I’ve talked a lot about automobile mechanics like my friend Joe, the Apostle of Automobile Engines. The folks in Lake County depend on their truck and tractor engines and motorized tools more than most. In the big city, you can always call someone to do a job. Here, in Lake County, and especially in Witter Springs, people are independent. They would rather depend on themselves than a stranger to do a chore. When they have to go to someone their choices for a mechanic are few and far between. When you find a good mechanic you hang on to him like white on rice.
This tale is about a man who also fixes engines but not the kind that fixes automobile engines like Joe. My friend, JP, fixes small engines. They run weed eaters, cultivators, chain saws, lawn mowers and the like. JP is the saint of small engines.
Everyone calls him JP. I never knew what the initials stood for. JP is older than God and even older than me. Every time I saw him he had something new that was going wrong with his tired old carcass. JP wasn’t the type to complain. It was just that he moved in such obvious pain or discomfort that I am compelled to ask him what was wrong.
JP always moved slow and careful whatever he did. He had thick arthritic hands and he had a bad ticker. But when I brought my sick weed eater machine to him he became a new man. He would feel this and touch that like a fine surgeon. He pulled the throttle lever like he was doing a brain operation. JP choked the motor with an expression on his tired face like he was searching for the mother lode. His digits became the skilled appendages of a connoisseur about to shape the Kohinoor diamond.
I dropped my tired old weed whacker on JP’s outdoor work table that sits under his oak tree. JP studied the situation for a while; hefting it, pulling the starter pulley, and giving it the once-over with his all-seeing eye.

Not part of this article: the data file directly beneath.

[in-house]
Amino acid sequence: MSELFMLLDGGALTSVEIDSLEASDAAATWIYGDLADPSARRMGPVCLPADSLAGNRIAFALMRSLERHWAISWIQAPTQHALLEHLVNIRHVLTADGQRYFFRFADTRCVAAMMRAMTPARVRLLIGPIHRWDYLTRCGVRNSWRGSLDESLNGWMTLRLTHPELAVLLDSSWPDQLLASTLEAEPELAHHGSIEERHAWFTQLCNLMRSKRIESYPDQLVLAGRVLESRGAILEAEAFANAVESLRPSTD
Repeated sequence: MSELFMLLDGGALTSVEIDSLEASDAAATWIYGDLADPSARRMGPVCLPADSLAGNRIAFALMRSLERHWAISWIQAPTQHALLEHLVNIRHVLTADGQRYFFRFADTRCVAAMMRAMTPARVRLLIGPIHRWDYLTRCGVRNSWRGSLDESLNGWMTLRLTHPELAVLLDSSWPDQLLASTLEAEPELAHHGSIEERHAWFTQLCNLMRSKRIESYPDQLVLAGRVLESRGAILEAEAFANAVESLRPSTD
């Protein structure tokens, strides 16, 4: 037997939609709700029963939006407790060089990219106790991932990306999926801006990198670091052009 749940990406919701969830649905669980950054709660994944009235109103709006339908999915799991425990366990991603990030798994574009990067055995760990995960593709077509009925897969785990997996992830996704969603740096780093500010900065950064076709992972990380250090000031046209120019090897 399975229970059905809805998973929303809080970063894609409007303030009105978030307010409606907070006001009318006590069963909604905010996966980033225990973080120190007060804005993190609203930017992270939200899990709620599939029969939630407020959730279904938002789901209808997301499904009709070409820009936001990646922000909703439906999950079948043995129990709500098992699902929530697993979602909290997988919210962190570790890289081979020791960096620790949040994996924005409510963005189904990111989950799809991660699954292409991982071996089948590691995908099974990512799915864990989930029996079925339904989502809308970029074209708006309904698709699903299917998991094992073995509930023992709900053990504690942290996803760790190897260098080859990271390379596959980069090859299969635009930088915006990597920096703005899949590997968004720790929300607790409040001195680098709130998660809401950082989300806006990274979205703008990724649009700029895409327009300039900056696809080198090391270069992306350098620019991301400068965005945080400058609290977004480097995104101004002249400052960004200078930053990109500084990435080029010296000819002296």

Finally he said, “Leave it and come back this afternoon.”
When I returned after lunch he lifted my weed eater with the sureness and the strength of a young weight lifter. He pulled the starter handle and smiled with the benign grin of a saint granting absolution as my now-healthy weed eater hummed its merry song.
“Thanks JP. How much do I owe you?” I asked.
“Three dollars ought to do it. I had to replace the thingamajig and the carflastus but it’ll run like new.”
I pulled out my wallet and started to count the worn greenbacks.
He always stopped me.
“Three bucks is enough.”
My conscience wouldn’t allow it.
“Like hell it is, JP. What you fixed, in town would have cost me $62.50 an hour at the engine repair shop. I know you must have worked on it for at least an hour or more.”
That’s the way JP is. Maybe it’s the air or the water of Witter Springs. Most everyone in Witter Springs is like that.
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